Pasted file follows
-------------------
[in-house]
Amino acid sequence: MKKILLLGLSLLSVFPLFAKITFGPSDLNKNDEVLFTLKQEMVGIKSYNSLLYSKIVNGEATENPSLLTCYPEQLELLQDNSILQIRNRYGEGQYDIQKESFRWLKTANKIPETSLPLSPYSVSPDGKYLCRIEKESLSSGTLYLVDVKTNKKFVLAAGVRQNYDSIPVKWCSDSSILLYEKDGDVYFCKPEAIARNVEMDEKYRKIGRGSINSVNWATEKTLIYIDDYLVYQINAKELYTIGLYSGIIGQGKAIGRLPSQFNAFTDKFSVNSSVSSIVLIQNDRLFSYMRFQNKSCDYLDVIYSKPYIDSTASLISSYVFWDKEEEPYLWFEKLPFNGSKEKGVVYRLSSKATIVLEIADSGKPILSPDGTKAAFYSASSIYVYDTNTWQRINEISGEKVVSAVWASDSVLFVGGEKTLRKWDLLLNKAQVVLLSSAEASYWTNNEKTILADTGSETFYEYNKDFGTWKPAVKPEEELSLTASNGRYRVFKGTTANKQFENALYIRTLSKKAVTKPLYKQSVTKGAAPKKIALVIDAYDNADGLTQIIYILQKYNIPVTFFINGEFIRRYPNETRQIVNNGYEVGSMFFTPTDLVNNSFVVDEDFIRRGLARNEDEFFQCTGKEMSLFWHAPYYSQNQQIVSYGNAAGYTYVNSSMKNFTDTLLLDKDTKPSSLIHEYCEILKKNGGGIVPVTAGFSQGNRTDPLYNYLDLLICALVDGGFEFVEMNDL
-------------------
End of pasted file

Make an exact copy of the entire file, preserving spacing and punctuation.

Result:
[in-house]
Amino acid sequence: MKKILLLGLSLLSVFPLFAKITFGPSDLNKNDEVLFTLKQEMVGIKSYNSLLYSKIVNGEATENPSLLTCYPEQLELLQDNSILQIRNRYGEGQYDIQKESFRWLKTANKIPETSLPLSPYSVSPDGKYLCRIEKESLSSGTLYLVDVKTNKKFVLAAGVRQNYDSIPVKWCSDSSILLYEKDGDVYFCKPEAIARNVEMDEKYRKIGRGSINSVNWATEKTLIYIDDYLVYQINAKELYTIGLYSGIIGQGKAIGRLPSQFNAFTDKFSVNSSVSSIVLIQNDRLFSYMRFQNKSCDYLDVIYSKPYIDSTASLISSYVFWDKEEEPYLWFEKLPFNGSKEKGVVYRLSSKATIVLEIADSGKPILSPDGTKAAFYSASSIYVYDTNTWQRINEISGEKVVSAVWASDSVLFVGGEKTLRKWDLLLNKAQVVLLSSAEASYWTNNEKTILADTGSETFYEYNKDFGTWKPAVKPEEELSLTASNGRYRVFKGTTANKQFENALYIRTLSKKAVTKPLYKQSVTKGAAPKKIALVIDAYDNADGLTQIIYILQKYNIPVTFFINGEFIRRYPNETRQIVNNGYEVGSMFFTPTDLVNNSFVVDEDFIRRGLARNEDEFFQCTGKEMSLFWHAPYYSQNQQIVSYGNAAGYTYVNSSMKNFTDTLLLDKDTKPSSLIHEYCEILKKNGGGIVPVTAGFSQGNRTDPLYNYLDLLICALVDGGFEFVEMNDL